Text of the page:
Taxable Income Responses to 1990s Tax Acts: Further Explorations
AbstractThis paper examines alternative methodologies for measuring responses to the 1990 and 1993 federal tax increases. The methodologies build on those employed by Gruber and Saez (2002), Carroll (1998), and Auten and Carroll (1999). Internal Revenue Service tax return data for the project are from the Statistics of Income, which heavily oversamples high-income filers. Special attention is paid to the importance of sample income restrictions and methodology. In general, estimates are quite sensitive to a number of different factors. In contrast to some of the literature, estimates are larger when behavior is measured over three-year intervals as opposed to over one-year intervals – suggesting small transitory responses to tax changes, but larger longer-term responses. When including the richest set of income controls, income-weighted elasticity estimates based on one year differencing range from 0 to 0.19. Similarly estimated elasticities over three year intervals are about 0.32. When adding adjacent year tax rates to model, estimates based on one year differencing now range from 0.30 to 0.43 and estimates when differencing over three year intervals range from 0.97 to 1.37. In most cases, estimates from an end-year approach are not statistically different from 0 for the 1990s. However, even for the approaches that produce statistically significant results, estimates are sensitive to an array of factors and plausible sensitivity checks often result in estimates that differ greatly. A major conclusion is that isolating the true taxable income responses to tax changes is inherently complex and little confidence should be placed on any single estimate.
Download InfoIf you experience problems downloading a file, check if you have the proper application to view it first. In case of further problems read the IDEAS help page. Note that these files are not on the IDEAS site. Please be patient as the files may be large.
Bibliographic InfoPaper provided by University Library of Munich, Germany in its series MPRA Paper with number 17602.
Date of creation: Sep 2008
Date of revision:
Elasticity of Taxable Income; Behavioral Responses to Taxation; Taxation;
Find related papers by JEL classification:
- H21 - Public Economics - - Taxation, Subsidies, and Revenue - - - Efficiency; Optimal Taxation
- H2 - Public Economics - - Taxation, Subsidies, and Revenue
Please report citation or reference errors to , or , if you are the registered author of the cited work, log in to your RePEc Author Service profile, click on "citations" and make appropriate adjustments.:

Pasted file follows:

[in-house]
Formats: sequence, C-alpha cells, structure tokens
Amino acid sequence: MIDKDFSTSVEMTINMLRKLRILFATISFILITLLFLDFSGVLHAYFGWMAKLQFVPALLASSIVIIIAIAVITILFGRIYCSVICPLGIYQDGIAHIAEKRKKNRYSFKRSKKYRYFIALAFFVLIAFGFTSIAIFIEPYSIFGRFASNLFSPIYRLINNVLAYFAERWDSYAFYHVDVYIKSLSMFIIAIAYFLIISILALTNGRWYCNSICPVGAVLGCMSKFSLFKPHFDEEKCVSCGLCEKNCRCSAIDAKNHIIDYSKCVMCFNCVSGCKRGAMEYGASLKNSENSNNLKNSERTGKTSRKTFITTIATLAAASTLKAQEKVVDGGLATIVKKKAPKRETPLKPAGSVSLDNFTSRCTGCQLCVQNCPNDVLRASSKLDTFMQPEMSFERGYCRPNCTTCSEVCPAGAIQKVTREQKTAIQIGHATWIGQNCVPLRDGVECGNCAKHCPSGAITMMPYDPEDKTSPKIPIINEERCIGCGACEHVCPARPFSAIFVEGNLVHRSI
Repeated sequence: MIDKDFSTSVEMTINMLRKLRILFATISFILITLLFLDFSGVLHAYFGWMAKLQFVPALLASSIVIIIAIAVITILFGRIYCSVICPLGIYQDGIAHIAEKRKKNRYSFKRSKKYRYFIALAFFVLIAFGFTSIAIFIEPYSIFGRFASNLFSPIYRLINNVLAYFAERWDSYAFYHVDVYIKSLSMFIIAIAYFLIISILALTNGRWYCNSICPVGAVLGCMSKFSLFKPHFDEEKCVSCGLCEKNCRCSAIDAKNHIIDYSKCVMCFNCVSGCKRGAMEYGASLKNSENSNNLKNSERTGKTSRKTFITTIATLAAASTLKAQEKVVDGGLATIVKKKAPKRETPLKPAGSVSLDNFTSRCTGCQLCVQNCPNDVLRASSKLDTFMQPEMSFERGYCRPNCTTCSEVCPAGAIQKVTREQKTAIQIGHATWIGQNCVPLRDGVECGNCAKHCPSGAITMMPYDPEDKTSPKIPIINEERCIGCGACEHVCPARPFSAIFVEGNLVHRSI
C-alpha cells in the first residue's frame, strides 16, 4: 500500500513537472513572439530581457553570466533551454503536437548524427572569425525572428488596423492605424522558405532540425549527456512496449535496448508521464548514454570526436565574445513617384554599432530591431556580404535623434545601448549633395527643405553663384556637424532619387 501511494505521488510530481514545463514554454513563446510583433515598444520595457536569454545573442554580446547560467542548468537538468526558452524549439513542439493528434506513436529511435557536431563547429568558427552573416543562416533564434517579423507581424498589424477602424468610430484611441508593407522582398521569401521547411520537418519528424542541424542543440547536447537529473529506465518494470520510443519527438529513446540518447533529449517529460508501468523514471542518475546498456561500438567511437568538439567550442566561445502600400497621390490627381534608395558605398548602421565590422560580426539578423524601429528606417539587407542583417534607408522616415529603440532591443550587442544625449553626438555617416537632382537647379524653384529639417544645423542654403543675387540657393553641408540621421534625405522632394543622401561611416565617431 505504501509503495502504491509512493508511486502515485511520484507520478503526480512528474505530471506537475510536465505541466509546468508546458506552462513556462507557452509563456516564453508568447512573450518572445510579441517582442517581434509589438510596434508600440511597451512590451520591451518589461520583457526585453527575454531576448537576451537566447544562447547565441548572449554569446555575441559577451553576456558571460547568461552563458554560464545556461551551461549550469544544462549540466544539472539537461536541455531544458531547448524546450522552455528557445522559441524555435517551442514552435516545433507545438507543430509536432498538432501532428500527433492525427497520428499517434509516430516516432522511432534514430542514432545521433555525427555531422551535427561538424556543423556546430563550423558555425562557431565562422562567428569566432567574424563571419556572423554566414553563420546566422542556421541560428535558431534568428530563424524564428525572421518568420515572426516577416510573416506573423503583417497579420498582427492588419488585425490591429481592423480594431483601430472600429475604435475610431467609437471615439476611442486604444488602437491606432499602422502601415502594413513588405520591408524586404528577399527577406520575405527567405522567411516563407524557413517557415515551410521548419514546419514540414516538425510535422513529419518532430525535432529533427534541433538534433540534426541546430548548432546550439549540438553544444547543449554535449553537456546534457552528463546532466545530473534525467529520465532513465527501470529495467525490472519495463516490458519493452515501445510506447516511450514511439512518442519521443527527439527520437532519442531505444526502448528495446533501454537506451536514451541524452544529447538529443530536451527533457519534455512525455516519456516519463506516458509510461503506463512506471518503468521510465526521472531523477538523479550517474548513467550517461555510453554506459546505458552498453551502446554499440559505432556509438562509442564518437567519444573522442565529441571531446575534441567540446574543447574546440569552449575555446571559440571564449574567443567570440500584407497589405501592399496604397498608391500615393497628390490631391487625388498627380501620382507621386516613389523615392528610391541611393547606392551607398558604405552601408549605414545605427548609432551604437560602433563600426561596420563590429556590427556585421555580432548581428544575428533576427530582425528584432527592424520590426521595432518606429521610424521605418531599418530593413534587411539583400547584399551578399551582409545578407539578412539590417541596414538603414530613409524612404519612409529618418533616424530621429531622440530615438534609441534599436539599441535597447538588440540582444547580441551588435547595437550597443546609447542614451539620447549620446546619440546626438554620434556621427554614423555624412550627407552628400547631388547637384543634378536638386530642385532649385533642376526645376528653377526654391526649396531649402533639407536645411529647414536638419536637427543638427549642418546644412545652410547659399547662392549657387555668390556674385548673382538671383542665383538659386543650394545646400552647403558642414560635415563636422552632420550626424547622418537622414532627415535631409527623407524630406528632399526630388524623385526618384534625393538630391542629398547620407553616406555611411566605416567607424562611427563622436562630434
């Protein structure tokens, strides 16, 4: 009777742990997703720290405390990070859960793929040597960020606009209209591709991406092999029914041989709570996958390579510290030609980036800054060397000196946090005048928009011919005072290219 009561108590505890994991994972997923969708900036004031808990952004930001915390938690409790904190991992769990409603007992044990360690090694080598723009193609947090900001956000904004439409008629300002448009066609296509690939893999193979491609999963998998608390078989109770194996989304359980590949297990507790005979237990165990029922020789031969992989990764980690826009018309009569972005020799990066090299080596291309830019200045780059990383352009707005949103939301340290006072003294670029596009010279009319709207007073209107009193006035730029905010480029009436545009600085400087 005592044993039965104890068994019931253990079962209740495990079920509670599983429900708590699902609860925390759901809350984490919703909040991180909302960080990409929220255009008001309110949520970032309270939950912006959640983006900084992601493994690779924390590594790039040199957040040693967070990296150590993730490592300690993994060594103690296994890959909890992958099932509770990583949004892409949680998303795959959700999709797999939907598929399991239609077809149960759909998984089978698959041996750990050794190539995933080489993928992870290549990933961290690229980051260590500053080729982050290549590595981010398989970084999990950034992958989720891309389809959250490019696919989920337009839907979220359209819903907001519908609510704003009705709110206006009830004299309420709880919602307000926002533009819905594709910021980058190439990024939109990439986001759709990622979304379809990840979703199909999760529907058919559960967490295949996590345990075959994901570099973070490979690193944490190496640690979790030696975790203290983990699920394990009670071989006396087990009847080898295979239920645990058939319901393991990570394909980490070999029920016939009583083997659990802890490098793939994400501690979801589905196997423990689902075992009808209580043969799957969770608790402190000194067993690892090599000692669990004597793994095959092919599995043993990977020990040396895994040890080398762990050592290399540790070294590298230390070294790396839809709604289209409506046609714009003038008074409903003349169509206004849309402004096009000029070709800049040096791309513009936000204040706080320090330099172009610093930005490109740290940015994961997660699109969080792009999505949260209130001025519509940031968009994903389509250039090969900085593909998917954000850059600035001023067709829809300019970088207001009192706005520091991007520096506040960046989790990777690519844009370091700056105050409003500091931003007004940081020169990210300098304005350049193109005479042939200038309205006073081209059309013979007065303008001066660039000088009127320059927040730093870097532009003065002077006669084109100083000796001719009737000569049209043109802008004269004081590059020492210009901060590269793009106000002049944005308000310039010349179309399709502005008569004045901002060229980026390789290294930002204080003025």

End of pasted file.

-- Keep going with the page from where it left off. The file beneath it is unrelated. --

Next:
- Slemrod, Joel & Kopczuk, Wojciech, 2002.
"The optimal elasticity of taxable income,"
Journal of Public Economics,
Elsevier, vol. 84(1), pages 91-112, April.
- Thomas Piketty & Emmanuel Saez, 2007.
"How Progressive is the U.S. Federal Tax System? A Historical and International Perspective,"
Journal of Economic Perspectives,
American Economic Association, vol. 21(1), pages 3-24, Winter.
- Thomas Piketty & Emmanuel Saez, 2006. "How Progressive is the U.S. Federal Tax System? A Historical and International Perspective," NBER Working Papers 12404, National Bureau of Economic Research, Inc.
- Giertz, Seth, 2005. "A Sensitivity Analysis of the Elasticity of Taxable Income," MPRA Paper 17601, University Library of Munich, Germany.
- Gruber, Jon & Saez, Emmanuel, 2002.
"The elasticity of taxable income: evidence and implications,"
Journal of Public Economics,
Elsevier, vol. 84(1), pages 1-32, April.
- Jon Gruber & Emmanuel Saez, 2000. "The Elasticity of Taxable Income: Evidence and Implications," NBER Working Papers 7512, National Bureau of Economic Research, Inc.
- Jon Bakija, 2006. "Documentation for a Comprehensive Historical U.S. Federal and State Income Tax Calculator Program," Department of Economics Working Papers 2006-02, Department of Economics, Williams College, revised Aug 2009.
- Robert A Moffitt & Mark Wilhelm, 2000.
"Taxation and the Labor Supply - Decisions of the Affluent,"
Economics Working Paper Archive
414, The Johns Hopkins University,Department of Economics.
- Robert A. Moffitt & Mark Wilhelm, 1998. "Taxation and the Labor Supply: Decisions of the Affluent," NBER Working Papers 6621, National Bureau of Economic Research, Inc.
- Emmanuel Saez & Michael R. Veall, 2005. "The Evolution of High Incomes in Northern America: Lessons from Canadian Evidence," American Economic Review, American Economic Association, vol. 95(3), pages 831-849, June.
- Austan Goolsbee, 1997.
"What Happens When You Tax the Rich? Evidence from Executive Compensation,"
NBER Working Papers
6333, National Bureau of Economic Research, Inc.
- Austan Goolsbee, 2000. "What Happens When You Tax the Rich? Evidence from Executive Compensation," Journal of Political Economy, University of Chicago Press, vol. 108(2), pages 352-378, April.
- Emmanuel Saez & Joel B. Slemrod & Seth H. Giertz, 2009.
"The Elasticity of Taxable Income with Respect to Marginal Tax Rates: A Critical Review,"
NBER Working Papers
15012, National Bureau of Economic Research, Inc.
- Emmanuel Saez & Joel Slemrod & Seth H. Giertz, 2012. "The Elasticity of Taxable Income with Respect to Marginal Tax Rates: A Critical Review," Journal of Economic Literature, American Economic Association, vol. 50(1), pages 3-50, March.
For technical questions regarding this item, or to correct its authors, title, abstract, bibliographic or download information, contact: (Ekkehart Schlicht).
If references are entirely missing, you can add them using this form.